Israeli Knesset member and Minister for the Development of the Negev and Galilee Silvan Shalom had a tough childhood in one of Beersheva’s poorest neighborhoods. His father was murdered during a botched burglary when Silvan was only seven, leaving his mother with eight children.

Shalom’s success story – one that took him all the way to the vice premiership in the current government – is the source and inspiration for a $4 million project to bring cutting-edge extracurricular education to middle-school kids from underprivileged backgrounds.

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Launched this fall, YOUniversity is backed by Shalom’s ministry and World ORT. ISRAEL21c spoke to the project’s general manager, Ido Horresh, about why YOUniversity focuses exclusively on children from development towns.

“The Nobel laureate Arthur Kornberg once said ‘not everyone can be a great scientist, but a great scientist can come from anywhere,’” quotes Horresh. “I am convinced that the most brilliant, freshest new minds in Israeli science are going to come from the periphery, from places like Dimona, Safed, Kiryat Gat, Nahariya and Nazareth.”

Those are the five cities where YOUniversity is operating its after-school science and technology enrichment classes. The science element fits in with World ORT’s vision – the organization has been providing vocational and technical training for over 130 years and now operates in more than 60 countries – as well as with Horresh’s own background as a professor and researcher in human genetics at the Weizmann Institute of Science.

“There’s no question that the future of the state of Israel has to do with science education,” Horresh, 40, says emphatically. “There’s a real brain drain in science happening now. If we want to keep this motor running, we have to invest in education at a young age.”

Hands-on education

And the education has to be fun. To that end, there are no grades and very little frontal teaching in YOUniversity classes; it’s all about hands-on experience. For example, in the “Young Doctors” class, offered at all five YOUniversity campuses, students dissect pig hearts, take field trips to local hospitals and practice putting casts on each other. “Without actually breaking any arms, of course,” Horresh adds quickly.

The popular “CSI” (Crime Scene Investigation) course teaches genetics by allowing its young participants to collect evidence, including fingerprints and DNA samples from hair fibers planted by the teacher beforehand.

Classes are kept small – no more than 20 per group – as are costs. A token fee of less than $100 per class is charged for a full year, with scholarships available. If two siblings sign up, tuition is halved; for three or more, it’s free.

“We do charge a ‘seriousity’ fee,” Horresh comments. By that, he means students have to commit to attending class “even if the weather is bad or they have a big test the next day.”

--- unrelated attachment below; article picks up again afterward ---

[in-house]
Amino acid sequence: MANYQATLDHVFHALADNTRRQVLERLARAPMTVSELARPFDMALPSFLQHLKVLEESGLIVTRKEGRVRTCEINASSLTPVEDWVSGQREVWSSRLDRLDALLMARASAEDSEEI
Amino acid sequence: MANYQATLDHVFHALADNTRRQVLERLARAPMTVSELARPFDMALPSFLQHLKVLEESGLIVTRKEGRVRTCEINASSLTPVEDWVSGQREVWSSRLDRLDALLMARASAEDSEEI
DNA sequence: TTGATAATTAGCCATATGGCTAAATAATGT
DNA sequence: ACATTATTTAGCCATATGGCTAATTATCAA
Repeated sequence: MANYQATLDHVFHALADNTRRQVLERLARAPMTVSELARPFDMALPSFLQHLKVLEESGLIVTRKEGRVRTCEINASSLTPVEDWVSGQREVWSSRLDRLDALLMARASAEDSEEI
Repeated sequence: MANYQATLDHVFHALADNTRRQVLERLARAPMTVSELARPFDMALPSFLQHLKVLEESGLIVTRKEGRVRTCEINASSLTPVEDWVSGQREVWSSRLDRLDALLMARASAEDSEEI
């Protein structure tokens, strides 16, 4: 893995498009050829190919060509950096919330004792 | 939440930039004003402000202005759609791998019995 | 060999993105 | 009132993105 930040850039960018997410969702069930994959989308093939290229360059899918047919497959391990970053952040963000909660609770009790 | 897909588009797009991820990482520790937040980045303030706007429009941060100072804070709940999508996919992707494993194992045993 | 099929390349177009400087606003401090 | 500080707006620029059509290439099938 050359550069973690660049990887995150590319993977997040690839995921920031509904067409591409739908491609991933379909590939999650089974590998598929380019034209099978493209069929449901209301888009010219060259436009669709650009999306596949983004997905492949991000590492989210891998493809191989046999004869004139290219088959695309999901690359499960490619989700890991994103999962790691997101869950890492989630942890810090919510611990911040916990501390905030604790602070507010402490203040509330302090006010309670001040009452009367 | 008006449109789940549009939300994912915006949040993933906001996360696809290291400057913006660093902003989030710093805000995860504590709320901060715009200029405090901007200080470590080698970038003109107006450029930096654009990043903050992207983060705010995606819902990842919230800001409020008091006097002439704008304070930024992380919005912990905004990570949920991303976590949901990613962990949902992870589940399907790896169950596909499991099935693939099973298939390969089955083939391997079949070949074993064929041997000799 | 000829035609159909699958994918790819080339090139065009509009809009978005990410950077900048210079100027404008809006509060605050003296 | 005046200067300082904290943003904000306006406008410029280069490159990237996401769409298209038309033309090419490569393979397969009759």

The model seems to be working. Some 3,000 seventh- through ninth-graders are enrolled. In Nahariya, there are 600 students and a waiting list with another 300. Students are accepted based on a personal interview and recommendations. Each location employs about 20 instructors from the local community.

Horresh has used his academic connections to forge some powerful partnerships for teaching and supervision, including with his former employer, the Weizmann Institute, as well as the Technion, Ben-Gurion University of the Negev and the Shenkar College of Engineering and Design. The latter developed the curriculum for YOUniversity’s popular architecture course. Other cool courses include food design, oceanography, website building, applied physics and robotics.

Committed for the next two decades

In the process of establishing YOUniversity, Horresh and his team made some interesting discoveries. The opening of Bar-Ilan University’s medical school in Safed has created a high demand for anything medical up north, while Kiryat Gat kids can’t get enough of electronics and computer science, in part because of the large local Intel plant. Dimona’s kids, in the Negev Desert, are fascinated by environmental technology.

The first five development towns that signed on had to provide a physical space for the classes and commit to supporting the project for 20 years, Horresh says. “I don’t know if there’s a word in Hebrew for ‘sustainability.’ But it’s very important. If you go into something as just a short-term project, it’s almost always destined to become a fiasco.”

World ORT and Shalom’s ministry have committed to fund the first two years only. However, Horresh points out that World ORT is known as much for its ability to fundraise as its expertise in vocational training, so he’s not concerned. YOUniversity is also set to expand at the end of the initial period to other needy Israeli communities.

The YOUniversity campus in Nazareth, Horresh points out, is in the Arab part of town and classes are taught in Arabic. He hopes to try a mixed Jewish-Arab class in robotics in the coming semester, but says that language, especially at the age of students in YOUniversity, can be a significant barrier.

Language differences aside, YOUniversity students sometimes will collaborate with their counterparts overseas. For example, students in local “Space Clubs” will teleconference with other Space Club members at World ORT centers in Argentina and India.

Closer to home, the Space Clubs of Israel will meet for Ilan Ramon Day in February with US astronaut Gary Reisman.

That’s about as hands on as you can get for a Space Club without actually blasting off. Clearly, Israel’s YOUniversity is charting an impressive trajectory which, if Ido Horresh is right, is already launching the careers of Israel’s next science and technology leaders.